Animated Video Tells the Story of Jean-Paul Sartre & Albert Camus’ Famous Falling Out (1952)

The Famous Letter Where Freud Breaks His Relationship with Jung (1913)

Carl Jung Explains Why His Famous Friendship with Sigmund Freud Fell Apart in Rare 1959 Audio

How a Young Sigmund Freud Researched & Got Addicted to Cocaine, the New “Miracle Drug,” in 1894

Josh Jones is a writer and musician based in Durham, NC. Follow him at @jdmagness

by | Permalink | Comments (5) |

Support Open Culture

We’re hoping to rely on our loyal readers rather than erratic ads. To support Open Culture’s educational mission, please consider making a donation. We accept PayPal, Venmo (@openculture), Patreon and Crypto! Please find all options here. We thank you!

Comments (5)
You can skip to the end and leave a response. Pinging is currently not allowed.
  • Frank Beurskens says:

    One could say it was “Freudian” to end the video with such a blanket statement suggesting a “winner” in some intellectual debate, blindly missing one of the most valuable concepts that Jung expanded throughout his life, coincidentia oppositorum. While Freud might be viewed as more successful in his monetization of psychology, Jung went far beyond the simplistic foundational basis of Freud’s work. This work was not of Aeon quality and disappointing in its shallow treatment of a ‘complex’ subject.

  • Zeitgeist says:

    Jung may not the father of psycho analysis, but his contribution of archetypes and the collective unconscious can’t be dismissed as inferior in comparison.

    Joseph Campbell’s Heroes Journey, which is utilized in so many books, movies, propaganda, the list goes on – was directly lifted from Jung.

    Freud may “Win” concerning discovery, but Jung clearly wins if we are measuring a winner by influence.

  • @ideaswords says:

    A ridiculous conclusion.
    This was apparently written by a materialist, only concerned with the zero-sum game of conflict.

    Jung’s vision prefigured the dissolution of the materialistic world-view, including the incredible burst of creative intelligence in the (ongoing) psychedelic revolution.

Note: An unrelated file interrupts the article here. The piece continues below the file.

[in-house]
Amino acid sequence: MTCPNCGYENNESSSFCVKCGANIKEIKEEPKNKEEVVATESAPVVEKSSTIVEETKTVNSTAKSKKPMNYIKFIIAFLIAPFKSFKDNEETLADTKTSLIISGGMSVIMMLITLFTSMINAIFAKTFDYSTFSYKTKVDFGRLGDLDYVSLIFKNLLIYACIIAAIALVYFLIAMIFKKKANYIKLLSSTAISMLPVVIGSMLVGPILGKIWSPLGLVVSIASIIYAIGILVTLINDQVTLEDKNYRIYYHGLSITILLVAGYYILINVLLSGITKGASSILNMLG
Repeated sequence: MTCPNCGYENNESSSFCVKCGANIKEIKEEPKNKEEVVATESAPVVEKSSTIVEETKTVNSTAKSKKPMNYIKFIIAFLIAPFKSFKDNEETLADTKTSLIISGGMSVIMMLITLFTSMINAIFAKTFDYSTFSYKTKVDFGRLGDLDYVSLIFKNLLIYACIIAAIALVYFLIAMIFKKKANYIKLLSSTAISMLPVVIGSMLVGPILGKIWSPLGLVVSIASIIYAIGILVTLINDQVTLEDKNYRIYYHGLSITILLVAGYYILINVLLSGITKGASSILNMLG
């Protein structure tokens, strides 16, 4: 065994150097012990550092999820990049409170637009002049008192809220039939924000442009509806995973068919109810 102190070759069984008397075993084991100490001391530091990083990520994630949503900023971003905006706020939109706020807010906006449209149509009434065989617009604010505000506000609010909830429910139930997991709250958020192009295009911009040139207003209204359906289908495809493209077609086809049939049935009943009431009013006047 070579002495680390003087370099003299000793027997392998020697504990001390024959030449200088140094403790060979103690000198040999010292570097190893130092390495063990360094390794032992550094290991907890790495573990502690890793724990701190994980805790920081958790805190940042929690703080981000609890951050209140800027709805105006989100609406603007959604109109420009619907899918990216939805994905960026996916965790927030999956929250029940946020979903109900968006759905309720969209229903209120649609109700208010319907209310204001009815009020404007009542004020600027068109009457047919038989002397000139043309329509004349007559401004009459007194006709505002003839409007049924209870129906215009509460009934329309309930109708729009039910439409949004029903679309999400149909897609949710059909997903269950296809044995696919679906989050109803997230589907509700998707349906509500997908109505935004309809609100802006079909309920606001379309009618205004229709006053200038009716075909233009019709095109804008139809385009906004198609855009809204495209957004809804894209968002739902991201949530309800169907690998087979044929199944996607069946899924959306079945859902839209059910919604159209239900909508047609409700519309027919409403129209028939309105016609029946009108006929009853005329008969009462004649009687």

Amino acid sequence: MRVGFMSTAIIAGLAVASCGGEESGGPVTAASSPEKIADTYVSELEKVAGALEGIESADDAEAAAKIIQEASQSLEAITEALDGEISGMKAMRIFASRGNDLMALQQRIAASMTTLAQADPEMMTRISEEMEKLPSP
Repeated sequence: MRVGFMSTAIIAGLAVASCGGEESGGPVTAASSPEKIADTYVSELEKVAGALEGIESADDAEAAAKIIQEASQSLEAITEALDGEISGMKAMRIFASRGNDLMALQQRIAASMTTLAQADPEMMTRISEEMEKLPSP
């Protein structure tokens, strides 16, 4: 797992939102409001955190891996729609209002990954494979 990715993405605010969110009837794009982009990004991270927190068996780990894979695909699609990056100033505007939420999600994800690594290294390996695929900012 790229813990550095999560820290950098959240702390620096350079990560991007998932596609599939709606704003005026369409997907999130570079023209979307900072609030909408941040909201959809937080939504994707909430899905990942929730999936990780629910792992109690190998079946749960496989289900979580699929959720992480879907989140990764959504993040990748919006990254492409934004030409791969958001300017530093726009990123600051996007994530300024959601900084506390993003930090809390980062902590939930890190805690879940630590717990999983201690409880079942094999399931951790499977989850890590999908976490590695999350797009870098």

His collective subconscious is reflected in the multi-dimensional physics of the 21st Century, while Freud remains mired in biological impulses: the first, second and third chakras, of self-preservation, reproduction, and pecking order.
    Freud acted exactly like a paternalistic, controlling, ‘strict father’ (to use George Lakoff’s excellent term) who couldn’t take the fact that his ‘son’ was standing on the shoulders of the giants of culture, the ancient and archaic stories which encapsulate the experience and struggles of a transcendental intelligence embedded in a biological space-time capsule.

    Jung sees the fourth chakra of the heart, and beyond to the Universal Intelligence, the ultimate interconnection between all things on a dimension deeper and more fundamental than that of the biological.
    That psychiatry dismisses Jung is no surprise at all. The money is in pharmaceuticals, not in understanding or healing ones own spirit or the soul.

    Peter Fraterdeus

  • Annie Lass says:

    An entertaining film. I enjoyed it.
    Much abridged and ‘stylised’. Not a full and comprehensive review.

  • Karla Carmona says:

    How dare you end this video saying that a pervert who was obsessed wit penises could be more influential than Carl Jung?

Leave a Reply

Open Culture was founded by Dan Colman.